The explained variances were found to differ by a few percent between separate subsamples of the 15-yr period and reductions of this order on independent data would also be expected. For example, the application of equations developed for minimum temperatures over 1980–89 to the 1990–94 period gave a mean drop in explained variance of 3.9%. For comparison with the RAMS model output, regression equations were derived for the entire 1980–94 period and the variance reductions on this dependent dataset are presented, along with those for the same equations applied to the 1990–94 period only.

### d. Local area mesoscale modeling

The RAMS model was chosen to simulate the regional climate since it is a state of the art mesoscale model with advanced parameterizations of physical processes (Pielke et al. 1992; Walko et al. 1995a). It is used, both internationally and within NIWA, for mesoscale meteorological and air quality investigations. RAMS has been modified for use in regional climate studies (Copeland et al. 1996) and has the capability to interface with global model output. It was set up to interpolate from the 2.5° ECMWF grid onto a grid with 50-km resolution covering New Zealand and the ocean areas around it (Fig. 2). The local grid extends farther to the west from where most weather systems approach, under the influence of the prevailing winds. The choice of the east–west extent of the grid and its position relative to central New Zealand were guided by the criteria of Phillips (1990), assuming a mean zonal wind speed of ∼25 m s^{−1} and updating of the boundary values at 12-h intervals. The north–south dimensions are, however, smaller than recommended by Phillips to reduce the computational requirements.

As will be seen in section 3, the size of the grid appears to be adequate to allow regional climatic variations to develop over New Zealand without any obvious interference from the boundaries. It was found later that convective precipitation estimates were not available for the outer rows of the grid where the boundary values are adjusted to match the large-scale forcing. This convective contribution is missing from the total precipitation in the extreme north and east of the North Island.

#### 1) Model options

We used the recently released version 3b, with modifications dating from early 1996, taking, in most cases, the options recommended in the current user guide (Walko et al. 1995b). The remaining parameter selections were as follows.

- The grid shown in Fig. 2 has 49 × 41 points at 50-km spacing and 23 levels in the vertical up to a height of 18.5 km. The spacing between levels increased with height from 100 m at the surface to 1.5 km at the top. There were five levels below ground in the soil model with the lowest at 0.5 m.
- The nonhydrostatic, hybrid time-differencing scheme was used with a time step limited to 100 s by the stability of the convection scheme.
- The Mahrer–Pielke long- and shortwave radiation schemes were applied with updates at 1200-s intervals.
- The full microphysics options were selected, involving all types of hydrometeor with default values for the particle sizes.
- The outermost six rows of the grid were updated by nudging with linearly interpolated values from the ECMWF analyses at 12-h intervals. A timescale of 1200 s was applied at the outermost row increasing to 21600 s at the sixth row in.
- The surface properties were set as follows.
- An envelope orography (Wallace et al. 1983) was specified as shown in Fig. 3. This reproduces the main topographic features in Fig. 1. Somewhat greater fidelity would be achieved by the choice of a 25-km grid but at a significant cost in computer time.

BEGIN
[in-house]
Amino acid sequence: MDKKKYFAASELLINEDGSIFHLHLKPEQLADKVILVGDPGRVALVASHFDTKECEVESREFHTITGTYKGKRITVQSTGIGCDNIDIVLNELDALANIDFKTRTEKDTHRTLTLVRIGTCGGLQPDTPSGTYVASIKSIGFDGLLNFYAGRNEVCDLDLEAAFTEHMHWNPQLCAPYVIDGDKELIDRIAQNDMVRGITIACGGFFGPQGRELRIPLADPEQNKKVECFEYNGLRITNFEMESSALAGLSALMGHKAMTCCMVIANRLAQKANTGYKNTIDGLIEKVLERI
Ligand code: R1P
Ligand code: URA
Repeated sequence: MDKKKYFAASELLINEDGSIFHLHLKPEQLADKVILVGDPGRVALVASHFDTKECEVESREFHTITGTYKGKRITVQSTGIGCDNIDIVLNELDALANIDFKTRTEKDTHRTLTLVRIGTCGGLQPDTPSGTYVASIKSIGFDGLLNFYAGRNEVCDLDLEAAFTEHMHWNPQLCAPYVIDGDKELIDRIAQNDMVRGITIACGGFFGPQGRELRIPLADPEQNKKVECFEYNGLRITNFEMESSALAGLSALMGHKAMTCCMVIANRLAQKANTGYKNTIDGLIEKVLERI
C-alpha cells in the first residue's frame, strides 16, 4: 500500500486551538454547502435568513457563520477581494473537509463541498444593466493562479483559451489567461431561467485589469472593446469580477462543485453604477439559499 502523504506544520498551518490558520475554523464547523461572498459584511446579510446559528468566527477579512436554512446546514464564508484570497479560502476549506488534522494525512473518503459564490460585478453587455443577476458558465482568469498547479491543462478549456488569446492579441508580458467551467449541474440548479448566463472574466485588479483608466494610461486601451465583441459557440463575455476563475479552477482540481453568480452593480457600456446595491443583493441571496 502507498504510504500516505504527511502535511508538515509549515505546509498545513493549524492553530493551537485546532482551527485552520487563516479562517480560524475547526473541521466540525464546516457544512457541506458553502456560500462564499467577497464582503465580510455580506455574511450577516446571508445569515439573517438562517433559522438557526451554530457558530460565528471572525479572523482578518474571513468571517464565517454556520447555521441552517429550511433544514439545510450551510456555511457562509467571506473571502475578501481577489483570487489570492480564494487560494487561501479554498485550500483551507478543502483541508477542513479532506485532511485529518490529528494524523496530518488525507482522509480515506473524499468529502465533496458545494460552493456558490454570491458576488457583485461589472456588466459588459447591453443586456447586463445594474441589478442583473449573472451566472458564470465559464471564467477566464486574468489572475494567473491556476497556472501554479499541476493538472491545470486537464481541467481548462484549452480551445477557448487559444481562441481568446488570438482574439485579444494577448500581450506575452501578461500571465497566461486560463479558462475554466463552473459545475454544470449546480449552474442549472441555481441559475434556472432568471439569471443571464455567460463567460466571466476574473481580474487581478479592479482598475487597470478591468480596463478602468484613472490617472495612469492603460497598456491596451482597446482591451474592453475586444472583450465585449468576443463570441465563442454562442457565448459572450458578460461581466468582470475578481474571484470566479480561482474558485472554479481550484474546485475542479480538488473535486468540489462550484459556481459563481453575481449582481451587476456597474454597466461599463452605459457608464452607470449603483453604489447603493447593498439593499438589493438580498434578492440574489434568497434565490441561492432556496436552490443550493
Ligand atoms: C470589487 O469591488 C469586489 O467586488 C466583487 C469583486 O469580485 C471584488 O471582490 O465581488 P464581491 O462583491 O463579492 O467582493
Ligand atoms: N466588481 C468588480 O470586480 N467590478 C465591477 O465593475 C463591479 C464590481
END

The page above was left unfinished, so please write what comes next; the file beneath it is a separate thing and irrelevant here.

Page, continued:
- The mean sea temperature for each month was interpolated at each grid point from a monthly mean dataset with 2° spatial resolution prepared by the Climate Analysis Center in Washington, D.C. (Reynolds 1988).
- The surface vegetation type was obtained from the 1° climatology of Dorman and Sellers (1989) as subsequently modified by the Commonwealth Scientific and Industrial Research Organisation (CSIRO) Division of Atmospheric Research (Kowalcyk et al. 1991). This climatology has type 12 (crops and trees) covering most of the country, which was assigned to RAMS type 1 (crop/mixed farming). Over the west coast of the South Island, CSIRO type 4 (Needleleaf evergreen) was assigned to RAMS type 3 (evergreen needleleaf).
- Soil textures were also set to the Kowalcyk et al. values and a straightforward mapping to RAMS values was possible for each of the types (sand–loamy sand, clay loam–silt loam, clay, sand loam–loam, and silty clay) encountered over New Zealand. The initial moisture content of the soil was set to 0.5 of the maximum at each level.
- The surface roughness was set to the monthly values in the Kowalcyk et al. climatology, and ranged from a few cm to around 1 m, depending on the time of year.

Ground temperature and soil moisture are subsequently forecast by the model and result in changes in the surface albedo. Sea surface temperatures and surface roughness remain constant for the duration of the run.

The grid area, resolution, and time step were chosen to give the best representation of local weather that was possible while allowing the project to be completed within a reasonable time. The computer used for the forecasts was a DEC2100 SMP Unix system with model 5/250 processors, each of which is approximately one-third of the speed of a Cray Y/MP processor. The 5-yr simulation was carried out as a series of 60 1-month runs, to minimize operator intervention and allow the appropriate surface boundary conditions to be set. The initial values were interpolated by the RAMS software from the complete set of ECMWF fields for 0000 UTC on the first day of the month. The 5-yr integration at 50-km resolution took approximately 3 months to complete. Runs at ∼20 km-resolution would have taken almost 4 yr and were clearly not feasible.

#### 2) Postprocessing